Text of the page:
Published by: Ingrid King. Last Updated on: February 6, 2023 by Crystal Uys


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Adriana Gasperi is an international artist referred to as “Gatos ilimitados” for her unique and popular portrayal of cats. The artist, who lives in Venezuela, is recognized for personifying the cherished feline and its multi-faceted personalities. Her art combines her lifelong interest in painting and drawing and her proficiency in color, design, and computer programs. She adorns the faces and bodies of her subjects with colorful designs inspired by Indian and Mexican motifs. Her paintings have been shown in one-person and group exhibitions worldwide. They include those held at Galería Intramuros in Caracas, Venezuela, the Cat Art Show Los Angeles, and the Tokyo International Art Fair 2016, among others. Her paintings are in numerous private collections in Europe, South America and the United States.

“Relax” – a grey cat who sits wherever he wants even if it is on his human’s expensive designer chair

What does Gatos Ilimitados mean in English, and how did you pick this name for your art?

It means “cats unlimited,” as they are unlimited since they are free from all restrictions related to their feline condition. It’s difficult to set limits to cats as they can jump, hide, squeeze into small spaces, therefore we end up surrendering and letting them do whatever they want.

“Loto Cat” – Indian inspired

How did you get into painting cats?

I’ve always loved painting and drawing, and animals, mostly cats (I try not to refer to them as animals since they behave like humans). After working a full time job and freelancing as a graphic designer for many years, I needed something else, so I started experimenting with different themes and media until one day I drew a round cat just to see where it would get me, and I knew that was what I wanted to do. I see art as a way to express myself and feel free. Cats are independent, silent, solitaire, mysterious, and as I said before, they do whatever they please. So I try to capture not only their image but how they behave at that specific moment. Are they sleeping or just laying on our favorite chair daring us to tell them to move? They do not like to be told what to do. It is pretty much my personality I guess.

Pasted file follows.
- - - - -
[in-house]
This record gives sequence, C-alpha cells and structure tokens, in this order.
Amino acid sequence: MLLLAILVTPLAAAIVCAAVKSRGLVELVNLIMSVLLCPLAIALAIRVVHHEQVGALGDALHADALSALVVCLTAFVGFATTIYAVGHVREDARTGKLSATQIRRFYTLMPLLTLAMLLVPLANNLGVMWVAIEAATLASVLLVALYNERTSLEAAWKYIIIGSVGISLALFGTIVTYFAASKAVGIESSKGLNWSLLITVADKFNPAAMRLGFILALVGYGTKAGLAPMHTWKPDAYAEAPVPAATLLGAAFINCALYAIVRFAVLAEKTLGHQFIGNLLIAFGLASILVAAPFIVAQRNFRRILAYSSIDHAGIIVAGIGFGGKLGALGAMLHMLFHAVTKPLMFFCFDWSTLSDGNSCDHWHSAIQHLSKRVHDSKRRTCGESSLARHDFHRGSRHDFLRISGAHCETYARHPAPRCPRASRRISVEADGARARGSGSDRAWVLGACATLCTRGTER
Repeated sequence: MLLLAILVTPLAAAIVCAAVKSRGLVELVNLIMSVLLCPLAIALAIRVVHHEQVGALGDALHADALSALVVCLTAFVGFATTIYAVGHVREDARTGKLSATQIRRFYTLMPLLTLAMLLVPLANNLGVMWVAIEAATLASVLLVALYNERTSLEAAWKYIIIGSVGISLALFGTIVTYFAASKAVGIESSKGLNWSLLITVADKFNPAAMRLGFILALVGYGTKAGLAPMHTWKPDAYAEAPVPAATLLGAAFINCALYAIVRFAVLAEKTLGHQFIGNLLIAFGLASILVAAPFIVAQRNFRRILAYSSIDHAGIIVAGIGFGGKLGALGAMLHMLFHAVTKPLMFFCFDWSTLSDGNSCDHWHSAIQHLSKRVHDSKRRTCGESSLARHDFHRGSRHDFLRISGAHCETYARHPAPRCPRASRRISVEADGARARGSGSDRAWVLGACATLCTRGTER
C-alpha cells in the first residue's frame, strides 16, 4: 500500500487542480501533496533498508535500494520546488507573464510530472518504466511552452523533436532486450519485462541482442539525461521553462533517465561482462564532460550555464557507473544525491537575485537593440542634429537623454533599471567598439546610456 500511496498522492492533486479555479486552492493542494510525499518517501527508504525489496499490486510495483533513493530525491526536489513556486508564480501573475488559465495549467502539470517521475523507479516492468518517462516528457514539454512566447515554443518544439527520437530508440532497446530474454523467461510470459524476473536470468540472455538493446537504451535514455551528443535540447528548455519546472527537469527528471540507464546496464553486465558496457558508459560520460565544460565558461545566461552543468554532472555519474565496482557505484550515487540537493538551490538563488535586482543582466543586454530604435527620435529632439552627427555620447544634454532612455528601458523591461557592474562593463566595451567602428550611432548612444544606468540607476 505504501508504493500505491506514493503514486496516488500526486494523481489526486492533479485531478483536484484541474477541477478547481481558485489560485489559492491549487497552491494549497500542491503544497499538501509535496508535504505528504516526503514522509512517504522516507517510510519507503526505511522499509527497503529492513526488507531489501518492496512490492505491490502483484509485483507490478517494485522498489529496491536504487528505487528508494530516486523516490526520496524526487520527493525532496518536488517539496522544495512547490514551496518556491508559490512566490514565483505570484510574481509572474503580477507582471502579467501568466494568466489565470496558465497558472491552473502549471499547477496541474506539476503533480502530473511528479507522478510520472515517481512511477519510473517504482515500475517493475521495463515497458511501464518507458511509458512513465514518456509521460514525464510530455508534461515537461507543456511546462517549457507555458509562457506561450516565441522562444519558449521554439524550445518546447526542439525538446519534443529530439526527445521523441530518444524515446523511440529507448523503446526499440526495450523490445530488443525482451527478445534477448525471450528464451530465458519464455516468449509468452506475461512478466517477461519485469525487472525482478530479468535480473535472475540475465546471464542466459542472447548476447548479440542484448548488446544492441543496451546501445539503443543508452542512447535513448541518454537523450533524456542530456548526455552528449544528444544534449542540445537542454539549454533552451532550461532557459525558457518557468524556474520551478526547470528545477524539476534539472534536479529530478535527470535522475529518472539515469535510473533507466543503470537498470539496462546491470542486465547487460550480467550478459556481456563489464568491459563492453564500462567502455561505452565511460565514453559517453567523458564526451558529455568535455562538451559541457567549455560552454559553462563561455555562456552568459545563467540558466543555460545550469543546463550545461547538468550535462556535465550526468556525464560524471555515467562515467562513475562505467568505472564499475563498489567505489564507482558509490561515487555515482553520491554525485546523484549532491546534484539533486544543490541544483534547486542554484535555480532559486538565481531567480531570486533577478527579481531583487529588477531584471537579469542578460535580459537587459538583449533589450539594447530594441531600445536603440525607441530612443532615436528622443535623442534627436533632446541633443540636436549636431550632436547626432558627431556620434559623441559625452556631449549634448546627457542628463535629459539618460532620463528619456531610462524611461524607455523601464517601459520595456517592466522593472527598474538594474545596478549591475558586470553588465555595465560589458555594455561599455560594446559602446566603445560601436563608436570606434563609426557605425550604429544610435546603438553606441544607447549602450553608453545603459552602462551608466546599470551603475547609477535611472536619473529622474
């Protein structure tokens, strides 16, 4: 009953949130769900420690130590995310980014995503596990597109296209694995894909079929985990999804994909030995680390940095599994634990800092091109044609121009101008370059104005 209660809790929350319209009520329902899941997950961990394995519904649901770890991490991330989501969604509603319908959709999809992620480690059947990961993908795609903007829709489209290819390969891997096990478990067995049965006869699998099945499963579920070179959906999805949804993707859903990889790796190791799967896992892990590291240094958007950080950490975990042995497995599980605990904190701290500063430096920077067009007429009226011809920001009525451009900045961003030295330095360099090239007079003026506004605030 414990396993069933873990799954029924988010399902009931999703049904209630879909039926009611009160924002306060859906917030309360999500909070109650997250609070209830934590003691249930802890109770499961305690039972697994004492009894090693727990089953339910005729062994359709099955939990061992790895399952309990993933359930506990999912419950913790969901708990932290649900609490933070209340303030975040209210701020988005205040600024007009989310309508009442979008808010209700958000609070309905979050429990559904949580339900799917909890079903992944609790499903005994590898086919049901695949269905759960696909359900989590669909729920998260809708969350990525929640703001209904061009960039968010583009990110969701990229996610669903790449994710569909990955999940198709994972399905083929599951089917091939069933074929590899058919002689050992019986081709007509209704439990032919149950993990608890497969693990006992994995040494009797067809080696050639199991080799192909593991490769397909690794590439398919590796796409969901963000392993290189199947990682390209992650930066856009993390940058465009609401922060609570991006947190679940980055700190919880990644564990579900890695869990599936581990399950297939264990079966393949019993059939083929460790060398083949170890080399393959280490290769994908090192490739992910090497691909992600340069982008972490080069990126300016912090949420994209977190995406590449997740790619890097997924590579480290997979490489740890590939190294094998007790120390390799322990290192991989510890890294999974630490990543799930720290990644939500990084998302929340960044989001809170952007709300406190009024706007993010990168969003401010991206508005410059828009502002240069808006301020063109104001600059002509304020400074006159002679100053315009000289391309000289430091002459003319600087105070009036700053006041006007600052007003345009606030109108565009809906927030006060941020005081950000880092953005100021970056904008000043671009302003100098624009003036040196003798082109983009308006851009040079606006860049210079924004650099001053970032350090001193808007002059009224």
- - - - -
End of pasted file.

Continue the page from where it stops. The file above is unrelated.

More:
El Dia de Los Gatos Muertos – inspired by the Mexican catrinas

Tell us a little about how you developed your style of painting.

I am a Graphic Designer, and, as you can see, my paintings have lots of designs. My cats are always geometrical, I need to balance everything in a given space, like columns in a magazine. So I guess my background in design reveals itself very strongly in my paintings.

Love and Respect

What is the creative process for like for you?

I have ideas all the time and sketch frequently. I draw my cats measuring everything, first perfect circles for their heads, then the thin line for their mouth, then comes the nose. Their eyes have to be in perfect position and, depending on what they are doing, I draw their pupils, open or close, as they react to noise, light, and attention. For the background, I always look for interesting color combinations and designs. It could be from a simple piece of fabric to nature itself as vegetables or flowers. Sometimes I just start drawing different shapes. And now I started using my iPad Pro and Procreate for digital illustrations, which is interesting, but the feel of the paint brush is irreplaceable.

Miró (his name is like Joan Miró the Spanish artist) slowly takes over Adriana’s desk asking for attention

Where does your inspiration come from?

I see my own cats and imagine them floating in lines, shapes and colors. I observe their behavior and their expression and place them in different scenarios. Cats are always giving me ideas. Social media is a great source of inspiration, too. And I always like to help cat shelters and volunteers, whenever I donate part of my proceedings or a painting to be auctioned or for a raffle to raise funds for food, medicines, spay/neuter events, I feel that my art has a more important purpose beyond making the buyer happy, and it feels great for the client as well, because they know they are contributing to a great cause when they get one of my paintings.

Adriana with most of her cats

Tell us about your cats.

We have 9 cats. Merlin, Carlotta, Musti, Mandrake, Lychee Fu, Miró, Kali, Macchiata and Milana, from 17 years old to 6 months old. Most of them are adopted, or are rescues and fosters which stayed because they became friends with my other cats. All have different personalities. We accept cats as they are, and if there’s one thing I have learned from them it is that accepting others as they are is the key to healthier relationships.

Macchiata’s turn to get attention

What does a purrfect day look like for you?

A rainy day, a rich soy cappuccino to get me started, no phone calls, working in my art studio with a couple of my feline art critics around, who take turns visiting or asking me to put down my paint brush and pay some attention to them, and good music. I am a huge fan of Bossa Nova and Jazz.


You can learn more about Adriana and her art by visiting her website at You can also find Adriana on Instagram.

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